• Native American and corresponding English language words engraved on the limestone planters: deer, buffalo, sun, spirit, rain, wind, star and sky;
• Sculpture alcove – the location of a future portrait sculpture;
• Lighting circle surrounded by native plants recognizing the 27 American tribes that have historic ties to Nebraska;
• Spirit of Nebraska Pathway tiles recognizing innovators, including native leaders Susette LaFlesche Tibbles and Chief Standing Bear.
Q to R Streets: Innovation to Education
Celebrating the role of education in Nebraska
• Sculptures Tem and Ptah by artist Jene Highstein (1942-2013);
• Gathering circle in the lawn to provide space for performances, events and activities;
• Spirit of Nebraska Pathway tiles recognizing educators.
Reflection Plaza at north end of the block:
• Dedication panels for the original Centennial Mall improvements and current renovation project;
• Time capsule placed in 1967;
• Six interpretive panels (not yet in place) regarding the history of the State Capitol, the platting of Lincoln and Centennial Mall.
Other key amenities along Nebraska’s Centennial Mall
• Accessible walkways on both sides of the mall;
• Pedestrian lighting;
• Tree-lined vistas of the State Capitol and the University of Nebraska;
• Design motifs and symbols gathered from the iconic state Capitol, including the thunderbird (society), bison (environment), scales (government), corn (commerce including agriculture) and wheat sheaf (agriculture).
‘Education on Location’ features
Not only is the mall beautiful again, but new amenities and technology celebrate the state’s history in a way that comes alive for its visitors along the Spirit of Nebraska Pathway, which is a series of granite and bronze tiles placed along the twin walkways that frame all seven blocks.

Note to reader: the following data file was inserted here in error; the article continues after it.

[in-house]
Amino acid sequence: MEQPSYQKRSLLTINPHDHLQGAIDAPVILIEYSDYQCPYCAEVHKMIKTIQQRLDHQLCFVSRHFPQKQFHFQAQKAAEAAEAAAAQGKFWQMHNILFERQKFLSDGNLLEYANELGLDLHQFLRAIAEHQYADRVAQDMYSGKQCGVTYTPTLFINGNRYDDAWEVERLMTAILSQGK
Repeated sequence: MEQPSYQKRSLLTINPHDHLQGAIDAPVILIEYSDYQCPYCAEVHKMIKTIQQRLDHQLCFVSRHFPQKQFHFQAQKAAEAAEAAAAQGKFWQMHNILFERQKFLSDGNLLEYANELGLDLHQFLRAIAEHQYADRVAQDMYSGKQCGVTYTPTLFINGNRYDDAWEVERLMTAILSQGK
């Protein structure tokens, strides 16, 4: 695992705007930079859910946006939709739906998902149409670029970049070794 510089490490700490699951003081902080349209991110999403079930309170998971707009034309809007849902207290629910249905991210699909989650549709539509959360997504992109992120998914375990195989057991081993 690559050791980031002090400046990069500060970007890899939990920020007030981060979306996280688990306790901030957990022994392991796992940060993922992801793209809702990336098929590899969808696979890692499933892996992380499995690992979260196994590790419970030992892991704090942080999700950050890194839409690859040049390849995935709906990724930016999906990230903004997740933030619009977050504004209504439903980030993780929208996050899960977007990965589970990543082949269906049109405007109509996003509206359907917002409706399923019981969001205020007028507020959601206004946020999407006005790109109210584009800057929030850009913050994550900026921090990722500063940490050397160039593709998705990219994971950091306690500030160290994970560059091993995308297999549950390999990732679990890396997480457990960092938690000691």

The pathway program is an opportunity to honor or recognize Nebraskans, organizations, businesses and events. All members of the Nebraska Hall of Fame are recognized along the Spirit of Nebraska Pathway. The bronze tiles have interactive Quick Response (QR) codes so stories of individuals, families, leaders and organizations come to life via smart phones or computer tablets, which will evolve as new technology is created. Stories can be viewed at NebraskaEducationOnLocation.org.
“Next year, as we celebrate the state’s 150th, it will be gratifying to see people from across Nebraska gather here – on Nebraska’s Centennial Mall – to celebrate our glorious past and the great future we have in store,” said Beutler.
EDITOR’S NOTE: To find out more about Nebraska’s Centennial Mall or to purchase tiles along the Spirit of Nebraska Pathway, visit LincolnParks.org or call the Lincoln Parks Foundation, 402-441-8258.